Mean Variance Optimization
Modern portfolio theorydates back to the 1950s and Harry Markowitz’s portfolio selection technique. It was the first time investors had a formal model quantifying the impact of portfolio diversification. Markowitz’s work was so revolutionary that he eventually was awarded the Nobel Prize in economics. Markowitz’s work showed that you could lower the risk of an investment portfolio by adding risky assets to the mix. Just as important, however, was that you could lower the total risk of a portfolio without sacrificing its expected return.
Prior to Markowitz’s research, investment strategies focused on individual asset selection using anecdotal observations of past performance of companies and their industries. As a result, you could very well end up with a portfolio that looked conservative, yet was not really diversified. Markowitz placed portfolio return and risk on equal footing and illustrated that, through an understanding of how individual securities are correlated, you could lower the risk of the overall portfolio without having an adverse impact on return. The key to building a portfolio is to look beyond the risk-reward characteristics of the individual securities and examine how the securities interact together.
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In this article
- Portfolio Diversification
- Correlation Between Assets
- Changing the Weights
- Mean Variance Optimization
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In this installment of Spreadsheet Corner, we discuss the concept of portfolio diversification and derive a spreadsheet model in order to maximize the risk-return makeup of a two-stock portfolio. In future articles we will expand on this premise to aid you in the construction of a multi-asset investment portfolio.
Investing carries with it risk. We buy assets in the hopes that their value will increase, but there is no guarantee that this will happen. If there were no uncertainty as to investment returns, we would simply buy the investment offering the highest return over our desired holding period. Faced with certain uncertainty, however, prudent investors choose to invest across several assets—to diversify—in the hopes that the gains in some of the assets will offset the losses in others.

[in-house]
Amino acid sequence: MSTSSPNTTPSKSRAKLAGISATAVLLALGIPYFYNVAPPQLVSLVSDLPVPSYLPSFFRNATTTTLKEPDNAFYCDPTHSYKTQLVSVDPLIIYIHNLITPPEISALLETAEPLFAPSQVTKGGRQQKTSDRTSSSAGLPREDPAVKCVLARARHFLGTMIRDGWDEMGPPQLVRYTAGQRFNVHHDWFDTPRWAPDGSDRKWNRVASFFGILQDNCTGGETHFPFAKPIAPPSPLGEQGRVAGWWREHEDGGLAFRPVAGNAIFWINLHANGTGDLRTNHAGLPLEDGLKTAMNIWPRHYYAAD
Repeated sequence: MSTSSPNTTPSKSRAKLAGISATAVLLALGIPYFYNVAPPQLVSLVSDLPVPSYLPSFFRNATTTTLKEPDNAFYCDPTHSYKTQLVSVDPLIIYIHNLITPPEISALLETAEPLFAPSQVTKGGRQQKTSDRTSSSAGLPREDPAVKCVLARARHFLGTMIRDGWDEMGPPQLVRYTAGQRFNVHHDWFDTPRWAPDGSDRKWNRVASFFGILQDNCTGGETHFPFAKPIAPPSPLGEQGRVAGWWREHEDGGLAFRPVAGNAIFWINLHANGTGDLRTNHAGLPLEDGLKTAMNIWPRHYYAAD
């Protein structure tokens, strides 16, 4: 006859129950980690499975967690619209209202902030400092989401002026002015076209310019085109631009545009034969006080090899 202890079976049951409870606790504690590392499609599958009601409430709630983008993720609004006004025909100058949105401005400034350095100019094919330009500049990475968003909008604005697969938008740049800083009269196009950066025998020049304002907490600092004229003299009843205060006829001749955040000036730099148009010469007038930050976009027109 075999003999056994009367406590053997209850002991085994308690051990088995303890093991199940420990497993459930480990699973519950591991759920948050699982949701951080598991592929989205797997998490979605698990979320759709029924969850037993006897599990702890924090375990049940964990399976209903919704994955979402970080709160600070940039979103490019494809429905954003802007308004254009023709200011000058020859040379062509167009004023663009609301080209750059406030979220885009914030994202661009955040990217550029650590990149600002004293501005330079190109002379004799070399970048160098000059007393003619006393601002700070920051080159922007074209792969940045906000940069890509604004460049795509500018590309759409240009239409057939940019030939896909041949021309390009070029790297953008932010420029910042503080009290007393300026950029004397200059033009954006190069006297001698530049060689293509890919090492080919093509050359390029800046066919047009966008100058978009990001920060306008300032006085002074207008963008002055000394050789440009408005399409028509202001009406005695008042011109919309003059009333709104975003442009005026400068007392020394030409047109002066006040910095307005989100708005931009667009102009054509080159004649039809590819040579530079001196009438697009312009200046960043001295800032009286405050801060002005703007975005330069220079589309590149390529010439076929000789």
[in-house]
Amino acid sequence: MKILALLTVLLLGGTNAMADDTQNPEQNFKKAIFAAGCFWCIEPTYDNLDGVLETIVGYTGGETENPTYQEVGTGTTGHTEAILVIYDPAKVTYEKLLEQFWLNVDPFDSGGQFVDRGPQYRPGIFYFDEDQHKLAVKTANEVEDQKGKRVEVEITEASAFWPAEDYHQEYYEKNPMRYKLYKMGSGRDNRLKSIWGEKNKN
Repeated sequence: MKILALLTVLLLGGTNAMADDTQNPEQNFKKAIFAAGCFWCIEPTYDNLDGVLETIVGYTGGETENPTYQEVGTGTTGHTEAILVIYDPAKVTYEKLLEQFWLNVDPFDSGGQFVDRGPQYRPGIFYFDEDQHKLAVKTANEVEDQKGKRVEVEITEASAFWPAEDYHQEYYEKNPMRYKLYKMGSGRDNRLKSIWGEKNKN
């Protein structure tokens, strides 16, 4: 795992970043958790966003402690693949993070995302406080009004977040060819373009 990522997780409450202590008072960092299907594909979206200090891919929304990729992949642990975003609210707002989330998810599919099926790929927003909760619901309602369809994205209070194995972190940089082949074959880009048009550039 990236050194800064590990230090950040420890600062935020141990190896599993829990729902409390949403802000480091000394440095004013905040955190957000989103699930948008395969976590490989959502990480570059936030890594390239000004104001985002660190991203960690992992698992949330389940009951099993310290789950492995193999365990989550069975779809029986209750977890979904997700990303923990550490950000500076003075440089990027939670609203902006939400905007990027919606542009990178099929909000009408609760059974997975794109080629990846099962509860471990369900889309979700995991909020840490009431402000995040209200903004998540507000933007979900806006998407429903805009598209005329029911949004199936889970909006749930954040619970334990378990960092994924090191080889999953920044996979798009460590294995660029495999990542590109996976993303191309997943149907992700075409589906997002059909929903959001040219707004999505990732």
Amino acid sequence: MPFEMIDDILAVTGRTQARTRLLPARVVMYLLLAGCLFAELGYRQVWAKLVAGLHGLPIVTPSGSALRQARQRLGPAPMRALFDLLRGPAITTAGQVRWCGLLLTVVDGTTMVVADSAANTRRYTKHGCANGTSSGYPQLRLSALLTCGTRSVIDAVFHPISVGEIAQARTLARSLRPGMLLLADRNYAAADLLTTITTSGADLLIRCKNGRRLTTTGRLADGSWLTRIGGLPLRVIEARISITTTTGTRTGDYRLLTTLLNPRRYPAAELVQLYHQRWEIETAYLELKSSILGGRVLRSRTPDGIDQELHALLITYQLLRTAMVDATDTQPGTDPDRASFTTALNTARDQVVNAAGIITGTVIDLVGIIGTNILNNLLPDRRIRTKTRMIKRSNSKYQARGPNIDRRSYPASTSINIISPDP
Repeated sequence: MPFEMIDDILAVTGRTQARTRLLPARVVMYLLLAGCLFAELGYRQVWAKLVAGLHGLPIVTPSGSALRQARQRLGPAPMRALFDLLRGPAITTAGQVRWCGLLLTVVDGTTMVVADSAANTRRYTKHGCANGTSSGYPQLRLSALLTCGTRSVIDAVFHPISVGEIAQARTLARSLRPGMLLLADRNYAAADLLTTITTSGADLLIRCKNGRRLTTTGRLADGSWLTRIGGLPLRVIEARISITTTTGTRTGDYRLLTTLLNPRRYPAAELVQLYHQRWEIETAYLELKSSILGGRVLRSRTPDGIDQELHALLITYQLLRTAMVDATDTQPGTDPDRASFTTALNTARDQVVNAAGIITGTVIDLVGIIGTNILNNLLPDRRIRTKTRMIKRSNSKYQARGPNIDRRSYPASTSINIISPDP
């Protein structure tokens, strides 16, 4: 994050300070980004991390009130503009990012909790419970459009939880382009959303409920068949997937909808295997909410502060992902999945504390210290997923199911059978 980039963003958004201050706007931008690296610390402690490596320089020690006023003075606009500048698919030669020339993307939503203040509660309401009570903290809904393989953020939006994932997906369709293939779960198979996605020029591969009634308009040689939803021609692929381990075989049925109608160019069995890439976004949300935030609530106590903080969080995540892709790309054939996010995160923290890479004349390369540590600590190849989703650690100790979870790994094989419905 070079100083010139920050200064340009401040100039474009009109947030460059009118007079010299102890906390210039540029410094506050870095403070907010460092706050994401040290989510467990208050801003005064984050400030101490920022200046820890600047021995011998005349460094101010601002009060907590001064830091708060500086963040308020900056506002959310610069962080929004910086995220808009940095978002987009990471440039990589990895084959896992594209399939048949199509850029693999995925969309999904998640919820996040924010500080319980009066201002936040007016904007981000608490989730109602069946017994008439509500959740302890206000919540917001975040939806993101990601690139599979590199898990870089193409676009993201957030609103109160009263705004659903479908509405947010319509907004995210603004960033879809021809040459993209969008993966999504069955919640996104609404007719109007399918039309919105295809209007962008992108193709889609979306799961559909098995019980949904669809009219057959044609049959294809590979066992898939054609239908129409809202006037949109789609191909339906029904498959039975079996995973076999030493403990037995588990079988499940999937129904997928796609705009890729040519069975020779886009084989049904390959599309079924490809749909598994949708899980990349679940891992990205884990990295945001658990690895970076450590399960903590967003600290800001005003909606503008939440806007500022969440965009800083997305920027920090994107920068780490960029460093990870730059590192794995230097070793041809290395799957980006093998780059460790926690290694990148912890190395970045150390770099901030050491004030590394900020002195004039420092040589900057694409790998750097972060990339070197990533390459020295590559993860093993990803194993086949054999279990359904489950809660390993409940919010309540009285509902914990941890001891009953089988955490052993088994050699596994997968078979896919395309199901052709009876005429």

Harry Markowitz illustrated how owning more than one risky investment can actually be less risky than merely owning a single investment. To help describe the theory behind this diversification effect, we look at a two-stock portfolio consisting of AutoZone Inc. (AZO) and Duke Energy (DUK). Table 1 shows the annual returns for both stocks for each of the last five years, ending December 31, 2010. This data is available for free from Morningstar.com.
Looking at the returns for both stocks, we see that they have fluctuated over the last five years. To measure the extent of these fluctuations, we begin by calculating the five-year simple average returns for each stock. Using Excel, this is an easy process. In cell B9, we enter the following function: =AVERAGE(B4:B8). This will return the simple average of the values in the range of cells from B4 through B8, which are the annual returns for Duke Energy. We repeat the process in cell C9 to calculate the average returns for AutoZone. We see that Duke has an average total return of 8.65% over the last five years, while AutoZone has averaged an annual total return of 26.36% over the same period. For our analysis, we assume that these average historical returns are the expected average returns going forward. Therefore, AutoZone would be our preferred investment.